Good Moral Character for Naturalization


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The USCIS policy manual for adjudicators defines Good Moral Character as “character which measures up to the standards of average citizens of the community in which the applicant resides.” Simply put, it means proving that you are an upstanding member of society. Practically speaking, demonstrating good moral character is not always so simple, even if you are a good person. There are many automatic bars found in the Immigration and Nationality Act that can disqualify an individual from demonstrating good moral character.

It is important that all applicants fill out their applications for naturalization completely and truthfully. Providing false or misleading information or failing to provide requested information can be viewed as actions which prevent a finding of good moral character. Such finding can result in the USCIS denying a naturalization application. Applicants are required to provide full and complete information pertaining to any criminal convictions, including those that may have been sealed or expunged from their records or occurred while they were minors. The USCIS conducts extensive background and criminal checks on all naturalization applicants and is likely to discover anything an applicant failed to report.

You will not be able to establish that you are a person of good moral character if you have been convicted of murder, at any time, or of any other aggravated felony, if you were convicted on or after November 29, 1990. Other less serious criminal offenses may only be temporary bars to naturalization. Temporary bars prevent an applicant from qualifying for citizenship for a certain period of time (usually 5 years) after the commission of the offense.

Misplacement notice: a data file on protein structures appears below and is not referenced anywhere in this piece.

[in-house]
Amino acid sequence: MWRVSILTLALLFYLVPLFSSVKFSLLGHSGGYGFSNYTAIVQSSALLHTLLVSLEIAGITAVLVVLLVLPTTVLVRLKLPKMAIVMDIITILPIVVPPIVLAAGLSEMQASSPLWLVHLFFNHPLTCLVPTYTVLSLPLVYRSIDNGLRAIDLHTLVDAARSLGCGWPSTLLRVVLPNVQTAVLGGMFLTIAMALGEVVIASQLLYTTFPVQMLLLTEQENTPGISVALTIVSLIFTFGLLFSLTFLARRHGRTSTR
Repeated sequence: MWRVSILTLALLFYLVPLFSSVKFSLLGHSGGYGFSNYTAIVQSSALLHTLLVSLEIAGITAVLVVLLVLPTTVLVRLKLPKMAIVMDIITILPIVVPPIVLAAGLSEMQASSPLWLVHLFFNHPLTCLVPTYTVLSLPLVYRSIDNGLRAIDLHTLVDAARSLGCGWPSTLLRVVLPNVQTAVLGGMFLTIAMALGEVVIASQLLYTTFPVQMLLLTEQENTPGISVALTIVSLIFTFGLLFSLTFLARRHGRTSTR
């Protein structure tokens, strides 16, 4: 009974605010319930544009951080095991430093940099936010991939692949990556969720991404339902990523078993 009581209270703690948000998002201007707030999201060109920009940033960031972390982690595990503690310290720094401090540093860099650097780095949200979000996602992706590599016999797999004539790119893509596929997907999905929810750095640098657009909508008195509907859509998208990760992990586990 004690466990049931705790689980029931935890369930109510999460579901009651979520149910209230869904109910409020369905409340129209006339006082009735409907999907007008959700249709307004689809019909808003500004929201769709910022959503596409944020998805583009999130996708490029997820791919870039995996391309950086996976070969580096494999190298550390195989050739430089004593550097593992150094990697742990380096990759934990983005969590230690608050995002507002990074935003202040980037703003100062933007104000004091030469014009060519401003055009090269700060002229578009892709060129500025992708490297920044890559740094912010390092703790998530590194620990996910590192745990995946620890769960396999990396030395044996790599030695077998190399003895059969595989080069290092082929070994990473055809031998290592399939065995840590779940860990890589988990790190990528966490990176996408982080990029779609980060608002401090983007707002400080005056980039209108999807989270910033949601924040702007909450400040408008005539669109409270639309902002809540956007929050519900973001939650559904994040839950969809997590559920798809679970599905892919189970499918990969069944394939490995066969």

The following are examples of behaviors that might demonstrate a lack of good moral character:

  • Any crime against property or the Government that involves “fraud” or evil intent.
  • Any crime against a person with intent to harm.
  • Two or more crimes for which the aggregate sentence was 5 years or more.
  • Violating any controlled substance law of the United States, any State, or any foreign country.
  • Habitual drunkenness.
  • Illegal gambling.
  • Prostitution.
  • Polygamy (marriage to more than one person at the same time).
  • Lying to gain immigration benefits.
  • Failing to pay court-ordered child support or alimony payments.
  • Confinement in jail, prison, or similar institution for which the total confinement was 180 days or more during the past 5 years (or 3 years if you are applying based on your marriage to a United States citizen).
  • Failing to complete any probation, parole, or suspended sentence before you apply for naturalization.
  • Terrorist acts.
  • Persecution of anyone because of race, religion, national origin, political, opinion, or social group.

Good Moral Character after the Interview and before the Ceremony

Be aware that the permanent resident is not out of the woods completely if the adjudicator has approved his or her application at the interview. You are not a Naturalized Citizen until AFTER you have been sworn in at a ceremony. Any act that demonstrates a lack of GMC during the period between the interview and the ceremony may result in the revocation of the adjudicator’s decision and your naturalization may be denied.

Good moral character is very fact and case specific. In order to establish good moral character, it is important you consult with an immigration lawyer experienced in naturalization. 


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